7 Tips to Avoid the Productivity-Killing “While I am At It” Habit

Have you ever set out to complete a task and instead of actually finishing the task, gotten sidetracked by things that you did “while you were at it?”

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This “while I am at it” phenomenon happens all the time to entrepreneurs with ADHD. You have a lot of responsibilities and an abundance of attention. You also struggle to immediately recognize the significance of different tasks–they all seem equally important. So, everywhere you look something needs to be done, and as a person with ADHD, you want to do it right now.

Unfortunately, this habit of doing things “while I am at it” fragments your best efforts so you don’t get traction toward what you originally set out to do. Even if you do get several things done, your most important tasks still do not get done.

Everything we know from productivity suggests that doing even a very few “most important tasks” can far outweigh doing a million inconsequential tasks. (I talk more about that in my course Cut Through the Noise.)

To get your best results in a distracting world, you want to stay focused on what matters most and be sure to get those precious few things done. But how?

Here are seven things you can do to help your brain focus and achieve what matters most.

  1. Know where you are going. The first thing you want to do is begin with a vision of the ultimate result you want to see. (Key word: WANT.) The ADHD brain is more highly motivated by goals that are internally derived–not externally “forced.” So, find out what compels you and craft a clear picture of where you want to go. Beginning with the end you desire in mind will add a lot of clarity to your week and help you prioritize.
  2. Clarify your most important priorities. Before you go into a day, week, month, or a year, clarify what three things you most want to accomplish during that time frame. One of the significant aspects of the ADHD mind is that many tasks seem equally compelling. Don’t get sidetracked from an important task simply because you have not clarified that it is a priority. Take some think-time to identify which high results actions will get you quickly to the vision of what you want most.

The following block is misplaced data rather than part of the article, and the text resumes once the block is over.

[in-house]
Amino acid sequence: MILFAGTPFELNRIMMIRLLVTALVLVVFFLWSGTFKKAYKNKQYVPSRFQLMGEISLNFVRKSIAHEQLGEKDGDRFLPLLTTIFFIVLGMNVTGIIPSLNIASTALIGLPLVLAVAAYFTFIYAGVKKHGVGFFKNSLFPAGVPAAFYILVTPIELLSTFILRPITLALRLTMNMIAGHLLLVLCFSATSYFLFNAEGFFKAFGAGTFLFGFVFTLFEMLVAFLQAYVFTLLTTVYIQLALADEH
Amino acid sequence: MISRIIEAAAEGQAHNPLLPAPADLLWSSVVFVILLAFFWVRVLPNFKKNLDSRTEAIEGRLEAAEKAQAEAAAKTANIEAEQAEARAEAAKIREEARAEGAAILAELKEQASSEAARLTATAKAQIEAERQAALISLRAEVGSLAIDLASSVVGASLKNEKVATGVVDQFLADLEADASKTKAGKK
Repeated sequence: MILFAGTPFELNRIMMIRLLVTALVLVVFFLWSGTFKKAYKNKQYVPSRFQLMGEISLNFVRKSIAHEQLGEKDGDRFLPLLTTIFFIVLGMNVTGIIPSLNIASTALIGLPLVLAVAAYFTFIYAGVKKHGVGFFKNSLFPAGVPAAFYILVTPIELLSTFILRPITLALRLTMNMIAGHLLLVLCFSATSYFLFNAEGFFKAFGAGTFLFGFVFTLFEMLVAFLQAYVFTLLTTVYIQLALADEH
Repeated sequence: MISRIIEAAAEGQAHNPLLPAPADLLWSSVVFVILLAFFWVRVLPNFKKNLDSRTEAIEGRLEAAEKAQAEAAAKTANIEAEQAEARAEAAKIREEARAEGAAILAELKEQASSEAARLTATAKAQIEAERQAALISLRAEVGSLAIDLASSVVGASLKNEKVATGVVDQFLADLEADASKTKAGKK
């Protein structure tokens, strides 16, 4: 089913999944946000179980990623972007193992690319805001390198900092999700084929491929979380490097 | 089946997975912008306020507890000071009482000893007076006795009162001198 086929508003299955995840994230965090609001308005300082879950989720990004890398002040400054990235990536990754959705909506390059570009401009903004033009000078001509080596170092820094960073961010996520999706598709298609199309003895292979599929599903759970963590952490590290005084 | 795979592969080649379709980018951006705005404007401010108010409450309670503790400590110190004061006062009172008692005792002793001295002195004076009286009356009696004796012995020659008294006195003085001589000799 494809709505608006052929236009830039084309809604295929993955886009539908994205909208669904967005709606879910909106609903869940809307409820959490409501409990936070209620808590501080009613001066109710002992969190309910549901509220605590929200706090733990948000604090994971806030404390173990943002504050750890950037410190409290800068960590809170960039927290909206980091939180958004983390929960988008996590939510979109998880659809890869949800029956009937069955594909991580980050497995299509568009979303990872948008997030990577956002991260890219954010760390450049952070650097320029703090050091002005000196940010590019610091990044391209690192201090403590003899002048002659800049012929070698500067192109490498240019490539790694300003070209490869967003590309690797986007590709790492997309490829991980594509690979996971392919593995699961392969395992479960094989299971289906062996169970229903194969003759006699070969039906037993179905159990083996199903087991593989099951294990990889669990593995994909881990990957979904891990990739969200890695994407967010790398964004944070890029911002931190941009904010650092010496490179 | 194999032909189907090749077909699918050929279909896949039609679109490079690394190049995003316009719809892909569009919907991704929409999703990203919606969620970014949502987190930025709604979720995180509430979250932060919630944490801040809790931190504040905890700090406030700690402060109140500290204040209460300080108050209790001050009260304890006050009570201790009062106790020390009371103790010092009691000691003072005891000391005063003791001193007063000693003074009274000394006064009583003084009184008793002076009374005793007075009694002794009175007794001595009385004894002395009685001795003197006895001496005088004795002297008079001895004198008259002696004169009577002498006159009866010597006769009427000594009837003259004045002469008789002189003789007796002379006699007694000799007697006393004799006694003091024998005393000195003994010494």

3. Write it down. Research shows that simply writing your goals can boost chances within the general population of completing tasks up to 42%. For people with ADHD, it is especially important to externalize your goals–making them concrete and visible. With your Think Time Planner, you can record your most important tasks on your Rosebush Tool and break them down into actionable steps with your To Do Concept Cloud.
  4. Know your why. When you get clear on your motivation for completing a task, you are more likely to recognize and overcome the obstacles that get in your way. Help your brain process and fall in love with your inner motivation for completing your priorities by drawing a picture of your “why” in the “Motivation” column of your Prioritized To Do List in your Think Time Planner.
  5. Address the obstacles. Did you know that positive thinking alone can actually decrease your chances of achieving your goals? That’s right! Recent research out of NYU on goal achievement shows that you must also address the obstacles within yourself and create a clear plan around them. So, don’t just reach for the stars. Create a plan to overcome your real life obstacles. With your Think Time Planner, you can address the obstacles with your Rosebush Tool, your Concept Clouds, and your Routine Worksheet.
  6. Time slot and highlight your tasks. Decide when you will do these things. Estimate the time these priority tasks will take. Add more time because people with ADHD often underestimate how long things will take. Then, whether it takes three minutes or three hours, schedule time on your Calendar Tool in your Think Time Planner. To help your brain process that these are critical tasks requiring action, color them red or bright orange.
  7. Celebrate your success by checking it off! In the busyness of life it is easy to work really hard and simply keep going to the next thing. However, when you just keep moving forward, your brain misses out on the opportunity to recognize that you have completed the task you set out to do that is connected to your larger goal. Engage your brain’s reward system by checking the task off your list, coloring in a box, or enjoying a bite of dark chocolate. Taking time to celebrate your achievement of important tasks can boost your focus and energy for the next step.

Opportunities to achieve your dreams and goals abound in your day to day life, yet it is easy to get pulled off track by lesser things. Don’t let distractions steal what matters most. Apply these seven ADHD productivity hacks with your Think Time Planner so you can avoid the “While I am At It” Trap and achieve what matters most—even in a distracting world.

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